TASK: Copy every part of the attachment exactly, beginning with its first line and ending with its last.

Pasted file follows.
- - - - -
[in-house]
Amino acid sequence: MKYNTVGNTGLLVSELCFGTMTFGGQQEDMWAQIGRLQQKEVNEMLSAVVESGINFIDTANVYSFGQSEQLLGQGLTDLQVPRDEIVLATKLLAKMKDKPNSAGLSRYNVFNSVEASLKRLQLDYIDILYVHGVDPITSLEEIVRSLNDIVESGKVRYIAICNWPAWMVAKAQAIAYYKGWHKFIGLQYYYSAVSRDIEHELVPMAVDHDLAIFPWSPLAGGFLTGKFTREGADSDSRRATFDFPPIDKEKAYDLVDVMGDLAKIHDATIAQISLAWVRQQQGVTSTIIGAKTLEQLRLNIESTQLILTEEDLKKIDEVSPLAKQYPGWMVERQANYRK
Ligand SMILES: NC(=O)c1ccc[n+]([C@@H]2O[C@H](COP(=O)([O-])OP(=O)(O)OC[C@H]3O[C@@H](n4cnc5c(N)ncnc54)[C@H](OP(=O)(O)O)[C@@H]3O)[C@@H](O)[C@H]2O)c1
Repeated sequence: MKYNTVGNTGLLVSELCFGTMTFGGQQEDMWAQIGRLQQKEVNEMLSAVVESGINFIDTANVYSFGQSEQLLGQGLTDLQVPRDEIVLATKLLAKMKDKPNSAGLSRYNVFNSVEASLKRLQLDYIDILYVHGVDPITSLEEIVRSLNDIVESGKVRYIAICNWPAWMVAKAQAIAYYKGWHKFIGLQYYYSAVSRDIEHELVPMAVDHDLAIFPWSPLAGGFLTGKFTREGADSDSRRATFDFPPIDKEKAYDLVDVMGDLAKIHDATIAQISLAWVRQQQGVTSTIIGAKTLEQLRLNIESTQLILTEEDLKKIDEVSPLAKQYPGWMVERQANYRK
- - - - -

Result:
[in-house]
Amino acid sequence: MKYNTVGNTGLLVSELCFGTMTFGGQQEDMWAQIGRLQQKEVNEMLSAVVESGINFIDTANVYSFGQSEQLLGQGLTDLQVPRDEIVLATKLLAKMKDKPNSAGLSRYNVFNSVEASLKRLQLDYIDILYVHGVDPITSLEEIVRSLNDIVESGKVRYIAICNWPAWMVAKAQAIAYYKGWHKFIGLQYYYSAVSRDIEHELVPMAVDHDLAIFPWSPLAGGFLTGKFTREGADSDSRRATFDFPPIDKEKAYDLVDVMGDLAKIHDATIAQISLAWVRQQQGVTSTIIGAKTLEQLRLNIESTQLILTEEDLKKIDEVSPLAKQYPGWMVERQANYRK
Ligand SMILES: NC(=O)c1ccc[n+]([C@@H]2O[C@H](COP(=O)([O-])OP(=O)(O)OC[C@H]3O[C@@H](n4cnc5c(N)ncnc54)[C@H](OP(=O)(O)O)[C@@H]3O)[C@@H](O)[C@H]2O)c1
Repeated sequence: MKYNTVGNTGLLVSELCFGTMTFGGQQEDMWAQIGRLQQKEVNEMLSAVVESGINFIDTANVYSFGQSEQLLGQGLTDLQVPRDEIVLATKLLAKMKDKPNSAGLSRYNVFNSVEASLKRLQLDYIDILYVHGVDPITSLEEIVRSLNDIVESGKVRYIAICNWPAWMVAKAQAIAYYKGWHKFIGLQYYYSAVSRDIEHELVPMAVDHDLAIFPWSPLAGGFLTGKFTREGADSDSRRATFDFPPIDKEKAYDLVDVMGDLAKIHDATIAQISLAWVRQQQGVTSTIIGAKTLEQLRLNIESTQLILTEEDLKKIDEVSPLAKQYPGWMVERQANYRK